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Series: Architecting A Database Archiving Solution Part 3: End User Access & Performance Expectations

In my previous blog as part of the series, architecting a database archiving solution, we discussed the major architecture components.  In this session, we will focus on how end user access requirements and expected performance service levels drive the core of an architecture discussion.

End user access requirements can be determined by answering the following questions.  When data is archived from a source database:

  • How long does the archived data need to be retained? The longer the retention period, the more the solution architecture needs to account for potentially significant data volumes and technology upgrades or obsolescence. This will determine cost factors of keeping data online in a database or an archive file, versus nearline or offline on other media such as tape.
  • Does the data need to be accessed in the context of the original business application? If the original application is required to view the data, consider the implications if the application is retired or upgraded. Will the archived data still be viewable in the new application or version? This will impact whether or not archiving the data to a non-database format is an option.
  • How often will data in the archive be accessed after it has been archived and what are the performance expectations? Archive data is an excellent candidate for lower cost infrastructure for storage, reducing the overall cost of managing the data.  If the number of users and the frequency of accessing the archive data will be relatively high, I/O will need to be factored in when selecting the target architecture for the archive data.  It is typical to limit the access to the archive data to a smaller set of super users or administrators.  If few users will be accessing the data, and the number of times the data will be accessed is limited, it is a good candidate for lower cost storage with lower performance characteristics.  If the access is expected to be minimal to none, with practically no users, however, the data may need to be accessed by auditors or legal during an eDiscovery, online access or search-ability may drive the target architecture.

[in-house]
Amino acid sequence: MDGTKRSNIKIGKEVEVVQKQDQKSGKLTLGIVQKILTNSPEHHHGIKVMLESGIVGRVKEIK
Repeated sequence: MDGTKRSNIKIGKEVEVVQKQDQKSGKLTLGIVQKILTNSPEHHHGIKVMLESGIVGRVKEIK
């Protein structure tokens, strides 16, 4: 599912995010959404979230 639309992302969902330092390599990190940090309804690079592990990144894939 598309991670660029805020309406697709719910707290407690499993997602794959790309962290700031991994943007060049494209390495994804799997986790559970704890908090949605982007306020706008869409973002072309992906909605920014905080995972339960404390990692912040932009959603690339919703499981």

• Are there any performance expectations on the access speeds for archived data? Even if there are fewer and infrequent users accessing the data, if there is an SLA that dictates a certain performance expectation, this may limit the architect’s option for choosing slower performing infrastructure.

In the next blog post, we will review the archive repository options – archiving to a separate tablespace or schema within a production database, to a separate database instance, to an archive file – XML and ODBC or to the garbage can.

Julie Lockner, Founder, www.CentricInfo.com

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